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One month out, Tokyo Olympics enter ‘full delivery phase’

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The countdown to the opening ceremony of the Tokyo Olympic and Paralympic Games will reach one month on Wednesday, and the stage is all but set after months of trials and tribulations for Japan to host the world’s largest sporting event during a global pandemic.

Organizers have laid out COVID-19 protocols for athletes, staff and other participants, punishments for those who violate them and, most recently, how many domestic spectators will be allowed to attend competitive events in person.

All that’s left is for athletes to compete, fans to revel and the country to prepare for whatever happens next.

“We are in the full delivery phase,” Thomas Bach, president of the International Olympic Committee, said during a news conference Monday. “Athletes are beginning to arrive in Tokyo, ready to make their Olympic dreams become a reality.”

Ever since they were postponed last year due to the pandemic, there has been speculation that the games would be canceled altogether. But with only a month to go, that scenario grows less likely with each passing day.

As final preparations are made, organizers continue to insist that the risks can be mitigated through extensive virus countermeasures and reduced attendance.

Spectators

On Monday, the Tokyo Organising Committee announced that spectators will be limited to 50% of capacity or 10,000 fans per venue — whichever figure is lower — but 20,000 people will be allowed to watch, in person, the opening ceremony on July 23.

Fans will be required to wear masks at all times and asked to refrain from cheering.

Organizers' decision to allow fans clashed with the warnings of Japan’s infectious disease advisers, who published a report Friday saying that banning all spectators is the safest way to hold the games. | KYODO
Organizers’ decision to allow fans clashed with the warnings of Japan’s infectious disease advisers, who published a report Friday saying that banning all spectators is the safest way to hold the games. | KYODO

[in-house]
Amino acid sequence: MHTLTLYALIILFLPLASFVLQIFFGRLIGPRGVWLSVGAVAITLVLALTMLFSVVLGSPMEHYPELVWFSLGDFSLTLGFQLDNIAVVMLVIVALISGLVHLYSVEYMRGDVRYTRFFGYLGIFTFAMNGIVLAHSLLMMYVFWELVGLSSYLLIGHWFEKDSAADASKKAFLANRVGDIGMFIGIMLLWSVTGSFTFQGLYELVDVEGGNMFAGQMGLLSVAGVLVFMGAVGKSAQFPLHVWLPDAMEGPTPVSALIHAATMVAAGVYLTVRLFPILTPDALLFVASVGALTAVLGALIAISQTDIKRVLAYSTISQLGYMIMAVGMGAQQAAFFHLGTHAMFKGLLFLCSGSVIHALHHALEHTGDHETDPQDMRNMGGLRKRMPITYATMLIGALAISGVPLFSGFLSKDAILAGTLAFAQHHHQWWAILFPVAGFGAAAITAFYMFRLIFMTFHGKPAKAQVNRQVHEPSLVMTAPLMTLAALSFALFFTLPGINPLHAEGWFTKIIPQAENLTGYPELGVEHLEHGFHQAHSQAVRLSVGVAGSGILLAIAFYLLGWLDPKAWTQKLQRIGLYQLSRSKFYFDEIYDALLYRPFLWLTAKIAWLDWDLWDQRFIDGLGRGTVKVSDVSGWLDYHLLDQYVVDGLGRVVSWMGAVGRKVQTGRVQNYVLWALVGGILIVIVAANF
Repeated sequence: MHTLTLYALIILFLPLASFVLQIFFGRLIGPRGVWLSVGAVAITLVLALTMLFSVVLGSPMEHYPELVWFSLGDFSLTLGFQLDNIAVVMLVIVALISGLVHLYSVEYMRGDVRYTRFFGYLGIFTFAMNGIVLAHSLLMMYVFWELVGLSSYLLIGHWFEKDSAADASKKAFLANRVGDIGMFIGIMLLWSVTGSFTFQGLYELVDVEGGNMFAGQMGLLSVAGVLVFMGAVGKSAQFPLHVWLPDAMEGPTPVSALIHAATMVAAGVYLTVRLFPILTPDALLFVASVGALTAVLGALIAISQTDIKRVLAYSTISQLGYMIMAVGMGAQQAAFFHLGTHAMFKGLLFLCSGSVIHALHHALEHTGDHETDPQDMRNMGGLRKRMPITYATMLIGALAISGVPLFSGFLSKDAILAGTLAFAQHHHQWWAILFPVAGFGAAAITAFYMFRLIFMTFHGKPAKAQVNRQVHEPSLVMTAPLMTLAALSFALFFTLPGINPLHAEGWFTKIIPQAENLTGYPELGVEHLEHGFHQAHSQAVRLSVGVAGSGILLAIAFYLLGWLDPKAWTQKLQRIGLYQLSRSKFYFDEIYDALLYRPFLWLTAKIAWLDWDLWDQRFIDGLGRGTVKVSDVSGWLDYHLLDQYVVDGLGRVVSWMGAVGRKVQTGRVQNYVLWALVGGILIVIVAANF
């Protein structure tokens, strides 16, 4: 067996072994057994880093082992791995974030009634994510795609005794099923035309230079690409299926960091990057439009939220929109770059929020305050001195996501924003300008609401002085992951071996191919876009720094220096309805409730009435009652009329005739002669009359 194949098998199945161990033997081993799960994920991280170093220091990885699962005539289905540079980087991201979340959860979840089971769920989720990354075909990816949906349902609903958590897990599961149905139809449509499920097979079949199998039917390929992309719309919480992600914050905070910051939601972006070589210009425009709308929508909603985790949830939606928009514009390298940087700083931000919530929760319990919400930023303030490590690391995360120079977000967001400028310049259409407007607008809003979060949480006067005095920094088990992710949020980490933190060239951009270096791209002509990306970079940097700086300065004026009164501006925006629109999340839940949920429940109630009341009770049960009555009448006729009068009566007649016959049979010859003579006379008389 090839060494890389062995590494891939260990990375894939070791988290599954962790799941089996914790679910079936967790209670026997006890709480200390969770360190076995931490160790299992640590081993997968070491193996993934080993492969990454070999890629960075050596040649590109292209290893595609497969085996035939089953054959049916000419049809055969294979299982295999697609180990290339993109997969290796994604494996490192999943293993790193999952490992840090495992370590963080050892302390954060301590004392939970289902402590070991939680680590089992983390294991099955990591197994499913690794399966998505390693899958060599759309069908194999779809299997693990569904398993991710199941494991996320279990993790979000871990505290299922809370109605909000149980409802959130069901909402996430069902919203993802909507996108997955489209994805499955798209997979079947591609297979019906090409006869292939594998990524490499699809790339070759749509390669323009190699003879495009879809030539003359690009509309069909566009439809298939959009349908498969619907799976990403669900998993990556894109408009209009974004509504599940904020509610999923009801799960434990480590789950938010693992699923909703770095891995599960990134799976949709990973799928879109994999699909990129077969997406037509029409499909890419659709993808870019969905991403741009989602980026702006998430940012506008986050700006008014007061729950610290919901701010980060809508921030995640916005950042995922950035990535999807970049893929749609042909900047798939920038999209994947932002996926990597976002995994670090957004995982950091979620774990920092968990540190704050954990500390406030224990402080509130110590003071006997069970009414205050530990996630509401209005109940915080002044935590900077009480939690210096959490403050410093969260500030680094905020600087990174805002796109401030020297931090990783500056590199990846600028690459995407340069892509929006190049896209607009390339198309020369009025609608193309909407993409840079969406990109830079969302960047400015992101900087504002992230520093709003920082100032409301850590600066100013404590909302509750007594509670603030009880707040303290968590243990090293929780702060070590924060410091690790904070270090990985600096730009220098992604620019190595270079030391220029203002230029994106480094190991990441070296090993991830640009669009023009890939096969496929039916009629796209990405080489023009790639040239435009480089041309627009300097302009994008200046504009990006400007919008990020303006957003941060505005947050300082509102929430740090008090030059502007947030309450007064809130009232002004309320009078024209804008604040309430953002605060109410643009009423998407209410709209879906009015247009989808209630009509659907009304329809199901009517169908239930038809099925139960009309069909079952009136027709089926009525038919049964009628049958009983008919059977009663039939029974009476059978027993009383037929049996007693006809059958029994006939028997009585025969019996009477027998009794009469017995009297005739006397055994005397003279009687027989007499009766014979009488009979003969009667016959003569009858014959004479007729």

The organizing committee’s decision clashed with the warnings of Japan’s infectious disease advisers, who published a report Friday saying that banning all spectators is the safest way to hold the games.

It’s not yet clear exactly how many of the 3.6 million domestic ticket holders will be able to attend the games, but organizers are expected to announce on Wednesday the details of a ticket lottery to decide who gets to keep their tickets, and who gets their money back.

All live viewing sites in the greater Tokyo metropolitan area for nonticket holders will be canceled, and several will be used instead as temporary vaccination sites.

COVID-19 protocols

Athletes will need to be tested twice for the coronavirus before boarding a flight to Japan, be tested daily after their arrival, submit a detailed itinerary of their daily activities, agree to have their location monitored via GPS and, among other things, sign a waiver in case they become infected or lose their life to COVID-19.

Failure to comply, organizers said, could result in a disciplinary warning, a monetary fine or temporary or permanent expulsion from the event — or even future games — depending on the severity of the infraction.

While vaccinations will not be mandatory, Bach said Monday that about 80% of athletes, staff and media will be vaccinated by the opening ceremony.

But their inoculation may not prevent the virus from spreading among spectators or the public, of which less than 20% have received their first dose.

On Sunday, a member of the Ugandan Olympic team tested positive after arriving at Narita Airport in the first known case among participants in the Tokyo Games traveling to Japan.

The athletes village — which is located on the Harumi waterfront of Tokyo’s Chuo Ward — will open officially on July 13. Organizers estimate that around 30,000 people will stay there over the course of both the Olympics and Paralympics.